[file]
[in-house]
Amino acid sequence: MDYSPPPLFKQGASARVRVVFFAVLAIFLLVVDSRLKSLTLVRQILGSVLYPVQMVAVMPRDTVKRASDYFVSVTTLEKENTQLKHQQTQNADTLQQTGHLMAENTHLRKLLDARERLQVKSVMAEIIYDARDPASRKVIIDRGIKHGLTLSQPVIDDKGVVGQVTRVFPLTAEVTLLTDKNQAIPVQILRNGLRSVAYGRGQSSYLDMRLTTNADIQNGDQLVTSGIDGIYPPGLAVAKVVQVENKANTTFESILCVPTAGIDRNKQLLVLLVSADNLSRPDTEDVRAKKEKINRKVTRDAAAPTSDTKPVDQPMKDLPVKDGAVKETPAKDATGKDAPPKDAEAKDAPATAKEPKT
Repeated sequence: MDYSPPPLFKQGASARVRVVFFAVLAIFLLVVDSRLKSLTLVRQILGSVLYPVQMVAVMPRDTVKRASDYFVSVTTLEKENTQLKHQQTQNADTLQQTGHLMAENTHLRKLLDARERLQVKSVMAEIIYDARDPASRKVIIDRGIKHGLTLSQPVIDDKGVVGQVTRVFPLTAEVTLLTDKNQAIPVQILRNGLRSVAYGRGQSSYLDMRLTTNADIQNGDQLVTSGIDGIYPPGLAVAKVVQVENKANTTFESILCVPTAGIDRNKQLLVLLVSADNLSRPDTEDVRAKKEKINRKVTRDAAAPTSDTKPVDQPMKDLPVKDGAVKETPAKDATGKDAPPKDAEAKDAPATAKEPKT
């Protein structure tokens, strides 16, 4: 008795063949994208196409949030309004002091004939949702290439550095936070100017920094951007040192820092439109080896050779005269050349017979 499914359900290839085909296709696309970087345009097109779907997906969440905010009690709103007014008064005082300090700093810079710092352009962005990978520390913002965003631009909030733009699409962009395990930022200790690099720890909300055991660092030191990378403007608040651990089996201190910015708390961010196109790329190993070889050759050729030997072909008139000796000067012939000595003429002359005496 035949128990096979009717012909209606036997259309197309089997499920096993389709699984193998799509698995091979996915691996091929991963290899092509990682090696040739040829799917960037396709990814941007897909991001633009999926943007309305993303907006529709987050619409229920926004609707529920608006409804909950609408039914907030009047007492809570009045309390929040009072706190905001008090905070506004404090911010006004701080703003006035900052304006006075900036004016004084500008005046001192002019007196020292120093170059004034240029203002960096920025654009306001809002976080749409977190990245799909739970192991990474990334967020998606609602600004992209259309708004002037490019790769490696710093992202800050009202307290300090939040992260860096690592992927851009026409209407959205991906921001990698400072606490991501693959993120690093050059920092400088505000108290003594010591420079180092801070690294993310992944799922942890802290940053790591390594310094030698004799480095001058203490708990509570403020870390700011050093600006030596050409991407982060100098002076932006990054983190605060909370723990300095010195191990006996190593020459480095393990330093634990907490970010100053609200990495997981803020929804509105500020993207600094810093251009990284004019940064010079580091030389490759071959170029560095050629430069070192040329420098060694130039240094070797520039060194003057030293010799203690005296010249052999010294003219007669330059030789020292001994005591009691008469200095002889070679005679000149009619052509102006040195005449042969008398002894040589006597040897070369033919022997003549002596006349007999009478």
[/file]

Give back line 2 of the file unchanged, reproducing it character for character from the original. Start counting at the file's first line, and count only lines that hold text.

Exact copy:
Amino acid sequence: MDYSPPPLFKQGASARVRVVFFAVLAIFLLVVDSRLKSLTLVRQILGSVLYPVQMVAVMPRDTVKRASDYFVSVTTLEKENTQLKHQQTQNADTLQQTGHLMAENTHLRKLLDARERLQVKSVMAEIIYDARDPASRKVIIDRGIKHGLTLSQPVIDDKGVVGQVTRVFPLTAEVTLLTDKNQAIPVQILRNGLRSVAYGRGQSSYLDMRLTTNADIQNGDQLVTSGIDGIYPPGLAVAKVVQVENKANTTFESILCVPTAGIDRNKQLLVLLVSADNLSRPDTEDVRAKKEKINRKVTRDAAAPTSDTKPVDQPMKDLPVKDGAVKETPAKDATGKDAPPKDAEAKDAPATAKEPKT